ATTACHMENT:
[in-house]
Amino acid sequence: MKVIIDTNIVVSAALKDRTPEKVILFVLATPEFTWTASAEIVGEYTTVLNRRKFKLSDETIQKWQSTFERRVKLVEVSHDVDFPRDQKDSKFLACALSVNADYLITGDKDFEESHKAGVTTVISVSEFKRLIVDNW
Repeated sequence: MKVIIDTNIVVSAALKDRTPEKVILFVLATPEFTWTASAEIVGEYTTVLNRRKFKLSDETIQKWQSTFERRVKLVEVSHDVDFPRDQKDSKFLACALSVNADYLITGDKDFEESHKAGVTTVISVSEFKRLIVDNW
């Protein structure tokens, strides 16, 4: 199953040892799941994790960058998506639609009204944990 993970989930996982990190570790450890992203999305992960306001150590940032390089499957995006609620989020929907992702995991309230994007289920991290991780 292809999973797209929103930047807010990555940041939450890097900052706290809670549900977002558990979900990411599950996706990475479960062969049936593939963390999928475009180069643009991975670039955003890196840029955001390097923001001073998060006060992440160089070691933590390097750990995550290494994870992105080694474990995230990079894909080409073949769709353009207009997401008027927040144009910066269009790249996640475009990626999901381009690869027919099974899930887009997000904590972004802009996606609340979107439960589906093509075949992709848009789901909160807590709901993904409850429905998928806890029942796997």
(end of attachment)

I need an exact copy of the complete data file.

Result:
[in-house]
Amino acid sequence: MKVIIDTNIVVSAALKDRTPEKVILFVLATPEFTWTASAEIVGEYTTVLNRRKFKLSDETIQKWQSTFERRVKLVEVSHDVDFPRDQKDSKFLACALSVNADYLITGDKDFEESHKAGVTTVISVSEFKRLIVDNW
Repeated sequence: MKVIIDTNIVVSAALKDRTPEKVILFVLATPEFTWTASAEIVGEYTTVLNRRKFKLSDETIQKWQSTFERRVKLVEVSHDVDFPRDQKDSKFLACALSVNADYLITGDKDFEESHKAGVTTVISVSEFKRLIVDNW
């Protein structure tokens, strides 16, 4: 199953040892799941994790960058998506639609009204944990 993970989930996982990190570790450890992203999305992960306001150590940032390089499957995006609620989020929907992702995991309230994007289920991290991780 292809999973797209929103930047807010990555940041939450890097900052706290809670549900977002558990979900990411599950996706990475479960062969049936593939963390999928475009180069643009991975670039955003890196840029955001390097923001001073998060006060992440160089070691933590390097750990995550290494994870992105080694474990995230990079894909080409073949769709353009207009997401008027927040144009910066269009790249996640475009990626999901381009690869027919099974899930887009997000904590972004802009996606609340979107439960589906093509075949992709848009789901909160807590709901993904409850429905998928806890029942796997």